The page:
Study Examines Alcohol Abuse and Parenting Styles

alcoholstudyjabA new study being published in the journal Addictive Behaviors indicates that there may be a link between mothers who are more authoritarian and children who develop drinking problems. It was conducted by researchers at Yale University, Arizona State University and the University of Washington.

In the study, researchers noticed a chain that may account for a person’s inclination to consume too much alcohol. Mothers who are authoritarian in nature force a child to develop self-concealment, they say. This is the act of hiding one’s behaviors that they believe will be viewed in a negative way by others. When someone exhibits these traits they are more likely to consume alcohol at a higher rate than others.

“Authoritarian parents really [cut] off communication with the child, so issues with self-expression [arise], leading to further problems later in life,” explained Robert Leeman, a researcher on the study. Authoritarian parenting is a very strict way of raising children. Parents tend to exert their will and opinion over that of a child. Alcohol abuse is oftentimes a solution for those that have a hard time expressing themselves or who have a low opinion of themselves which would fall in line with a child who was raised in authoritarian setting.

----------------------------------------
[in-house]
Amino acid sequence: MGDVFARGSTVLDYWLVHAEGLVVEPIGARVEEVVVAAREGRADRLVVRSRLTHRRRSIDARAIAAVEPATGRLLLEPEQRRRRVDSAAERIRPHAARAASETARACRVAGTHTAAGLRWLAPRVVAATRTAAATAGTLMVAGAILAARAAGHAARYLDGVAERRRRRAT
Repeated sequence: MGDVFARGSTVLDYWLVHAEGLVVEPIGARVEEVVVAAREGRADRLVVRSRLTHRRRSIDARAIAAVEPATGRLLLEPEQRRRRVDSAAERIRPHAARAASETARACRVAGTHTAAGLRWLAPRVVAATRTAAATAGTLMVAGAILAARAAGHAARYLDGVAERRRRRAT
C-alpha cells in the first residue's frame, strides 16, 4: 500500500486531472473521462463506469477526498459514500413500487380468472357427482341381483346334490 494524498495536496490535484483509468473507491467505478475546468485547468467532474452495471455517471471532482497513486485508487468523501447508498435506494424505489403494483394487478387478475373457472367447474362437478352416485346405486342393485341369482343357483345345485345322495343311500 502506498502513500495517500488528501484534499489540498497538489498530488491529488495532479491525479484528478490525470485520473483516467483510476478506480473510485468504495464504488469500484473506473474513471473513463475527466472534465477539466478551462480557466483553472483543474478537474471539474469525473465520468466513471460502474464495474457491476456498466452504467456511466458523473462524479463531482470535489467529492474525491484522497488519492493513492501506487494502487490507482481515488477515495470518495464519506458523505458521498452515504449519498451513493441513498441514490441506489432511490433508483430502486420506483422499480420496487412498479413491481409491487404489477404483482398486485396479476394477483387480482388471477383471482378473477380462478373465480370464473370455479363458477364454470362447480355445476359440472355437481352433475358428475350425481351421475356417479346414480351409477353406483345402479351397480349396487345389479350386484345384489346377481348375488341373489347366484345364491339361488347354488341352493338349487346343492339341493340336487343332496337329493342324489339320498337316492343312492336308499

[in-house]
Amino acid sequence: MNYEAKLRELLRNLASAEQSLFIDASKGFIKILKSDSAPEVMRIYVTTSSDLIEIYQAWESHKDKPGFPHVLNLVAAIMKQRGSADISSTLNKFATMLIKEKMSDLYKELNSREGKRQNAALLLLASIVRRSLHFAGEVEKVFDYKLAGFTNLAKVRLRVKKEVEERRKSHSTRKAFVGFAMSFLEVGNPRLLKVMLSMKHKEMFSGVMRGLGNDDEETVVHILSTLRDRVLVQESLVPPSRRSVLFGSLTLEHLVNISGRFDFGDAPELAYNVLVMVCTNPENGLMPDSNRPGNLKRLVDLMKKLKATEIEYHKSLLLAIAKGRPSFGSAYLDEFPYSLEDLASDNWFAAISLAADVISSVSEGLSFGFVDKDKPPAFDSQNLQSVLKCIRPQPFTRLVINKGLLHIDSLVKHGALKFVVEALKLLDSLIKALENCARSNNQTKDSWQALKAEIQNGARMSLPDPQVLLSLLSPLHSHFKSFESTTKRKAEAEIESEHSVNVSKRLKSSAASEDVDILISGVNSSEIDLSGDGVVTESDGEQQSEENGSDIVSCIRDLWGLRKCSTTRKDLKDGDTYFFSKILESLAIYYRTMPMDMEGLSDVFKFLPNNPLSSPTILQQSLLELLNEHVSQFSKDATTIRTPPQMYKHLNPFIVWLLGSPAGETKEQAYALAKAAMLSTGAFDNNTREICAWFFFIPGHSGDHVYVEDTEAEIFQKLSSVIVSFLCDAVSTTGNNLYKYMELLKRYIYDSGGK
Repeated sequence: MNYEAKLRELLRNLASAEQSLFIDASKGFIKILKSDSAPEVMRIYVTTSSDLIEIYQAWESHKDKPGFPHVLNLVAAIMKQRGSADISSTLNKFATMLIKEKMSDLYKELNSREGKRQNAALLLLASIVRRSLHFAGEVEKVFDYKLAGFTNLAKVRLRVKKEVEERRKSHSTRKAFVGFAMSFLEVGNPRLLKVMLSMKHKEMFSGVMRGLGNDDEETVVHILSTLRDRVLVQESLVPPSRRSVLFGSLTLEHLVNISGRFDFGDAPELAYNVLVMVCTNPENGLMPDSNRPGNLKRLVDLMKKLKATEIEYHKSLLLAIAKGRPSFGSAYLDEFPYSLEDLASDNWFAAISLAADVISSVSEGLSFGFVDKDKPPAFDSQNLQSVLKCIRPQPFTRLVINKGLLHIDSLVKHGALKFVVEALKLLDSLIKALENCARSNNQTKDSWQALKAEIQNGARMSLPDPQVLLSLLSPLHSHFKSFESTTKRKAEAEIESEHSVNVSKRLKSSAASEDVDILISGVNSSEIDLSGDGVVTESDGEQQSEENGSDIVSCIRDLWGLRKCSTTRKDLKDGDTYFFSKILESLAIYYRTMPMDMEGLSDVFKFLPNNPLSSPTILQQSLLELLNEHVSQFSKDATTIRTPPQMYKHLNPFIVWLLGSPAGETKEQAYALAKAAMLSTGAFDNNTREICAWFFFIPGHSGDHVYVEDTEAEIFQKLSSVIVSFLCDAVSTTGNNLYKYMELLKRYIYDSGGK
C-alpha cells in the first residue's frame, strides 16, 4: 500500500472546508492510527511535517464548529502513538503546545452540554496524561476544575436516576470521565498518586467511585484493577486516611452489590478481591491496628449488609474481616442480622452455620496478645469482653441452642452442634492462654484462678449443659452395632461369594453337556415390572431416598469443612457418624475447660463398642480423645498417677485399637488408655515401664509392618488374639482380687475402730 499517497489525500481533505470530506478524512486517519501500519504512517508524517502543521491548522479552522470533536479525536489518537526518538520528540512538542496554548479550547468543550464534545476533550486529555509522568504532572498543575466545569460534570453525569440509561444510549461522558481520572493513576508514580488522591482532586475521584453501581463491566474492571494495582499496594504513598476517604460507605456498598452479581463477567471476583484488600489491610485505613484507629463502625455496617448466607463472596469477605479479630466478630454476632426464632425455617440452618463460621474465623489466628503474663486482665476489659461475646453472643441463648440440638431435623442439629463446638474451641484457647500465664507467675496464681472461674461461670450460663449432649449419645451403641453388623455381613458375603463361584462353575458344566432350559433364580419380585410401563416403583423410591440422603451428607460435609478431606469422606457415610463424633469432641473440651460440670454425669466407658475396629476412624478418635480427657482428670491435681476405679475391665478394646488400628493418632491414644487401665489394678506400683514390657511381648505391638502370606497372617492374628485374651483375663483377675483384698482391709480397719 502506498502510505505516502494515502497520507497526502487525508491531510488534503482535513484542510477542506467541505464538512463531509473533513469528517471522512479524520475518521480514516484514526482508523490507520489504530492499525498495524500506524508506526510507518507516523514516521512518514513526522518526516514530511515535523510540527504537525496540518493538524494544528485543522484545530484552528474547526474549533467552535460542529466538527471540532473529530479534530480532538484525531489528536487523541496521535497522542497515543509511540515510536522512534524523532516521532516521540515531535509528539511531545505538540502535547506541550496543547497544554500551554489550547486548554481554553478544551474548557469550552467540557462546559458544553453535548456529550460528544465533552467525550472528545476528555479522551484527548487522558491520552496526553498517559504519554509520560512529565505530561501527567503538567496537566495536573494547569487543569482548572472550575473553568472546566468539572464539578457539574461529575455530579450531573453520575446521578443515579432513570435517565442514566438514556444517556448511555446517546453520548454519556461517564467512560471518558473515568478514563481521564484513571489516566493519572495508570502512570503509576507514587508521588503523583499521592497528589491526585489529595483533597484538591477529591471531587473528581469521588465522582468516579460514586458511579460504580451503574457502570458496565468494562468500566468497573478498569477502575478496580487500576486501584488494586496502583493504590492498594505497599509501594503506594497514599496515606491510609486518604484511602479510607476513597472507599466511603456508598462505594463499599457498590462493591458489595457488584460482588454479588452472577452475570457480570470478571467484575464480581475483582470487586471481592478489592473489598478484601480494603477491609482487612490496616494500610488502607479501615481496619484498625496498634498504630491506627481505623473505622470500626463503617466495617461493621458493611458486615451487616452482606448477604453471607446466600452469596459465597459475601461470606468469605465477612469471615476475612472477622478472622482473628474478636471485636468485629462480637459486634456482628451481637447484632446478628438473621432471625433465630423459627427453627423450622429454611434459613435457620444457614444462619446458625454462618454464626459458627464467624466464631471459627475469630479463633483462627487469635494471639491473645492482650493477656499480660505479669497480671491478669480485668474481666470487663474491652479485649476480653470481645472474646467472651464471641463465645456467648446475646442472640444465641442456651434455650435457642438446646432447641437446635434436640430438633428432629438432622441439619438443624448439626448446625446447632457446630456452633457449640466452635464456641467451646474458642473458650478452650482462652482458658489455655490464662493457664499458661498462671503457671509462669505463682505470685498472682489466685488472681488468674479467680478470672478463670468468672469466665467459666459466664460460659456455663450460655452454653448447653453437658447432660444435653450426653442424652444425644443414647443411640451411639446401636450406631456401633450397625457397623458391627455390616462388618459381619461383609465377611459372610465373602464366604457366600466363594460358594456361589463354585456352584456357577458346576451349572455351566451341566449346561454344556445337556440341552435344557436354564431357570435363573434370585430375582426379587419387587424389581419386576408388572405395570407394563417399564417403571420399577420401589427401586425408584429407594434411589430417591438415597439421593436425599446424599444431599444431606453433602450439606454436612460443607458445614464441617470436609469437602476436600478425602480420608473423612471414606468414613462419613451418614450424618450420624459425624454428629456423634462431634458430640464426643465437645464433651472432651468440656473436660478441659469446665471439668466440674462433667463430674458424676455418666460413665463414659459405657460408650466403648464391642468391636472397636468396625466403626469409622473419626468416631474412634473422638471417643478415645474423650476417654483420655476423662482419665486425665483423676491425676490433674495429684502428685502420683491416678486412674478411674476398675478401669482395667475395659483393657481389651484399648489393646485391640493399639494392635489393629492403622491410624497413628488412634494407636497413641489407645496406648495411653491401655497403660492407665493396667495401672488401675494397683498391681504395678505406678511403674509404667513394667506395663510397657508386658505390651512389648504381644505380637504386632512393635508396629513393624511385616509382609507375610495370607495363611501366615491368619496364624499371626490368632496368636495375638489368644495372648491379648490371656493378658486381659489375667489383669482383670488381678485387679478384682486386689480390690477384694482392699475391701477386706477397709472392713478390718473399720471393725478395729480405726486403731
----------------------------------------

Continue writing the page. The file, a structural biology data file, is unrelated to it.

Interestingly, the study only shows this affect being present if a child has an authoritarian mother. If the father is authoritarian in nature it is viewed as protective by the child, not suppressive. This means that children with an authoritarian father had lower levels of self-concealment and therefore had less of a problem with alcohol abuse.

The study also revealed the style of parenting that results in the least amount of alcohol and drug abuse. Authoritative parenting appears to be the most effective at raising a child who does not need to consume drugs and alcohol. Authoritative (which sounds like Authoritarian, but is extremely different) parenting is a combination of high warmth coupled with strong control. This means that the child is raised in a family structure that exhibits love and offers praise but the child is expected to follow the rules.

While good parenting is definitely not a guarantee of preventing substance abuse later in life, it can absolutely be one of the best forms of early intervention.

Mike Loverde

With firsthand experience with addiction, Mike Loverde is now a Certified Intervention Professional (CIP), as accredited by the Association of Intervention Specialists and the Pennsylvania Certification Board. He founded Family First Intervention in 2008 and has since helped hundreds of families find intervention and addiction rehabilitation solutions.

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